Let's look at the correlations to ticket sales.

  1. I blamed the clubs as being poorly fit. I didn't remember that six months ago with the same clubs I was shooting in the 70's. How many ticket salespeople out there have said, "Geez, if we'd only win more, selling tickets would be so much easier." Sure, a team that's at the bottom of the league standings is tough to sell, just like trying me trying to play golf with my 12 year old nephew's clubs. However, if you're team is reasonably competitive and you have the right ticket products to fit your target market, you can't complain.
  2. The video monitor told me exactly where I was off. If you're struggling to sell tickets, put yourself on the video camera to see what you sound and look like. Like the video monitor, the video camera doesn't lie. If you haven't videotaped your sales pitch in a while, get on the camera. You'll be shocked at what you're missing. If you're the Sales Manager, you're responsibility is to make sure your salespeople are 'swinging right'.
  3. I asked the experts. I didn't rely on my 10 handicap golf pal to tell me what was wrong with my clubs or my swing. I went to the experts. If you're a salesperson in a slump, ask your boss to watch your video with you. It's like me asking my golf teaching pro friend to help me with my swing.
  4. I practiced. Working your way out of a sales slump isn't going to happen with one sales call. It's going to take work. Just like me fixing my golf swing. I've committed three hours/week to improve my golf game. How many hours per week have you committed to improve your sales skills, your sales game?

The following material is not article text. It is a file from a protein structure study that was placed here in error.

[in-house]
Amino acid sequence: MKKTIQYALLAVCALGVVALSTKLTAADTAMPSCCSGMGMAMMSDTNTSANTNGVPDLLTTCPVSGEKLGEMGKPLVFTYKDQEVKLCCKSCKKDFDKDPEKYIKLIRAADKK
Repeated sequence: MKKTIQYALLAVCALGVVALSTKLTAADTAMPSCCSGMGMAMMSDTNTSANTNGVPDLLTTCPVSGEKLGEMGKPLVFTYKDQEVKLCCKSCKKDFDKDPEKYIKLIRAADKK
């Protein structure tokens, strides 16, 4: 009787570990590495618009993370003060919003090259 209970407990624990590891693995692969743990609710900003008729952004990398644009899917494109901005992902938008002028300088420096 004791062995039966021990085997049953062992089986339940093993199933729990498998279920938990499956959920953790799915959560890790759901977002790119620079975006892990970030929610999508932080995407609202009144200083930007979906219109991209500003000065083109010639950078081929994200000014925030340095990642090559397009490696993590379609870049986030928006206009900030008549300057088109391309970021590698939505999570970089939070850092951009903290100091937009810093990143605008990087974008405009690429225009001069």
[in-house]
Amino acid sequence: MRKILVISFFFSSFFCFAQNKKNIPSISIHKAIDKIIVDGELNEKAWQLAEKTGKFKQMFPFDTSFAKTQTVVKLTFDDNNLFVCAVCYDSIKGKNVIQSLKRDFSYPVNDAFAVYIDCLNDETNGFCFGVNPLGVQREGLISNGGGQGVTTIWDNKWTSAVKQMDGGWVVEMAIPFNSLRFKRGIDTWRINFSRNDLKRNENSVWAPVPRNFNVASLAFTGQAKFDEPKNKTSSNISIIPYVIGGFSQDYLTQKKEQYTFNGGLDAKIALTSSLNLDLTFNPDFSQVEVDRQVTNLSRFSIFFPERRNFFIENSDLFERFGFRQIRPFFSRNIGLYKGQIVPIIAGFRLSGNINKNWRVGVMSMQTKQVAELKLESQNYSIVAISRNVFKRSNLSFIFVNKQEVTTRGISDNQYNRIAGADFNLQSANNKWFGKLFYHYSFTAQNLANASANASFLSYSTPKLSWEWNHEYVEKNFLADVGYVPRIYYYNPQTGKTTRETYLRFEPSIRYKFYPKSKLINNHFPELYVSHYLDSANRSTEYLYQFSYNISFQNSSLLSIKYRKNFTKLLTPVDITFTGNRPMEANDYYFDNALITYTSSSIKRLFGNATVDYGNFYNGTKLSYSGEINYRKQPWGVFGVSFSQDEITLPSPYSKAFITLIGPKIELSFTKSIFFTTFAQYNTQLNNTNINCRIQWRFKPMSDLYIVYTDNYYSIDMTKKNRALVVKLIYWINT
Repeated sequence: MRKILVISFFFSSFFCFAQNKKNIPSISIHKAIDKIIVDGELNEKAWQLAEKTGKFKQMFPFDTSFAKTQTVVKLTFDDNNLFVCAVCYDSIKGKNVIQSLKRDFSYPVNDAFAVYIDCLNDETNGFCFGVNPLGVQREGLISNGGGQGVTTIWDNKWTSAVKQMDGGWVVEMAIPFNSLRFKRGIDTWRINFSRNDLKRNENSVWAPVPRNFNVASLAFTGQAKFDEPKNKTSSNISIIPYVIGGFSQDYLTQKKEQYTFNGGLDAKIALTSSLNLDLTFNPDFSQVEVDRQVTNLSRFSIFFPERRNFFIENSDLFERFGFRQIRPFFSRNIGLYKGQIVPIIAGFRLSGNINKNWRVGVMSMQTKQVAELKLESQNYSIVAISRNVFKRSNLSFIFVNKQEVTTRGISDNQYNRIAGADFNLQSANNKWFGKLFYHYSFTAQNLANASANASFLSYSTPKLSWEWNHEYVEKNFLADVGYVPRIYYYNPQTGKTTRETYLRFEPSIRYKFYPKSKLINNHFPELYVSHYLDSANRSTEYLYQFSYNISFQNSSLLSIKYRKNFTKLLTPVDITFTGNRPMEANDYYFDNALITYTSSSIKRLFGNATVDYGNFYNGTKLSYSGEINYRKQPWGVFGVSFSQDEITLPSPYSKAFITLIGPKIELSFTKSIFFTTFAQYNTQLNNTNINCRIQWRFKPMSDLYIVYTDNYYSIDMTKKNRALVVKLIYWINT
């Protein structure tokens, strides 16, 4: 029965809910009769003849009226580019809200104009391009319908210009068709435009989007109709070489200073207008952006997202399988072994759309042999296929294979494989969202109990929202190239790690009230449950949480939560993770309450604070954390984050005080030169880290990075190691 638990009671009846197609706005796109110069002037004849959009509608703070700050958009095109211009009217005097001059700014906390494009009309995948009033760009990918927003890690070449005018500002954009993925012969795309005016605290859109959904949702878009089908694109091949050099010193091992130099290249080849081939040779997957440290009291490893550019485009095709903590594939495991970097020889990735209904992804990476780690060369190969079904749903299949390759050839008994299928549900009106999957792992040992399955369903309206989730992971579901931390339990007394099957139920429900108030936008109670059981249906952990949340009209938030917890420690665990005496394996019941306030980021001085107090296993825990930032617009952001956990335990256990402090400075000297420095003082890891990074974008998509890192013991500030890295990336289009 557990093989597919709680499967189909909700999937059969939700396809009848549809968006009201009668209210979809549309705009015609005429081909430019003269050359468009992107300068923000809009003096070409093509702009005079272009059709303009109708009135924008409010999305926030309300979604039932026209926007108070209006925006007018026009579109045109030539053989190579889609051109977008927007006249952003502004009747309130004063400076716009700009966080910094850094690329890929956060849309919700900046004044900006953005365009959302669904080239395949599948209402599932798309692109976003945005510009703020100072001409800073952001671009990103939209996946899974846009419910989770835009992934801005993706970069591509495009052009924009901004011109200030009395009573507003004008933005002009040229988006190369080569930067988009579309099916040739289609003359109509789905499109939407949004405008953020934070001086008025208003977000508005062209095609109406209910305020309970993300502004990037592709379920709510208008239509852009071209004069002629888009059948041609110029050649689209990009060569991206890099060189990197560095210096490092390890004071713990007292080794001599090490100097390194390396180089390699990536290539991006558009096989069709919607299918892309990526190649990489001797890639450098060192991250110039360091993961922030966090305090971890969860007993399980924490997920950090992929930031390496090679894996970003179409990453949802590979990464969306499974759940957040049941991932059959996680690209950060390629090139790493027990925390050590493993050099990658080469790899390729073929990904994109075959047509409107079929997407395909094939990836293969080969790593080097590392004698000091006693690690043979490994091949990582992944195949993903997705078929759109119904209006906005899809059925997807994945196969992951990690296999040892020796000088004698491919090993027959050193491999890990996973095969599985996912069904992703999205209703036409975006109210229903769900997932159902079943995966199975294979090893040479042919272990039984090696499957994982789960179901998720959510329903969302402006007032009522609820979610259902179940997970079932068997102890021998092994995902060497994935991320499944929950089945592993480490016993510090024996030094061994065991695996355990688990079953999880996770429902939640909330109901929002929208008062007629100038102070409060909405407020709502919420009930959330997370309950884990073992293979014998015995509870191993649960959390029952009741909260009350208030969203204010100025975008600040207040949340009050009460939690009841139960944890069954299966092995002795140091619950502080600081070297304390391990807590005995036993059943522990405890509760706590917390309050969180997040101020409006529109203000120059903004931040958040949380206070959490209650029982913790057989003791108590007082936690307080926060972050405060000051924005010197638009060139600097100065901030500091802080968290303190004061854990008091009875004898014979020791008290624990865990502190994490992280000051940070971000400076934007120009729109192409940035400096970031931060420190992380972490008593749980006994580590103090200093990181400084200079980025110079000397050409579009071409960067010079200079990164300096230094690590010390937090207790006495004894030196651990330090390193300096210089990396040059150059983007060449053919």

Even after 30 years of playing golf, I've gone back to the fundamentals. Grip, stance, what to look at. How to aim. For ticket sales, don't wait 30 years to start thinking again about the fundamentals. This is your profession. You need to have the fundamentals nailed down. Here's how:

  1. Videotape regularly. It's painful and embarrassing but it absolutely positively helps.
  2. Go on sales calls with your Sales Manager. They are experienced and can give you pointers on how to get better.
  3. Practice your craft. Ticket sales isn't a hobby. It's your job. You should practice and role play regularly to get better.
  4. No excuses. I thought about naming this column 'No Excuses' until I realized ticket sales is so much more than blaming the team's performance. Great salespeople who are going to go on to huge careers never make excuses. They don't blame the team's record, the competition in the market or the prices. They just get it done.

If you want help or suggestions on getting your salespeople or even your own sales season on the right track, check out The Ultimate Toolkit to Sell the Last Seat in the House for more ideas and suggestions. Or, send me an email. I'm happy to help.

Steve DeLay is the co-author with Jon Spoelstra of "The Ultimate Toolkit to Sell the Last Seat in the House", a complete Ticket Sales strategy, tactics, training and management system for teams and colleges who want to dramatically ramp up ticket sales. Jon and Steve have more than 50 years between them helping teams sell tickets. You can reach Steve at or follow him on Twitter @SteveDeLay2.

Check out past Ticket Sales Thursday posts on The Migala Report.

Check out past Ticket Sales and Service articles on The Migala Report.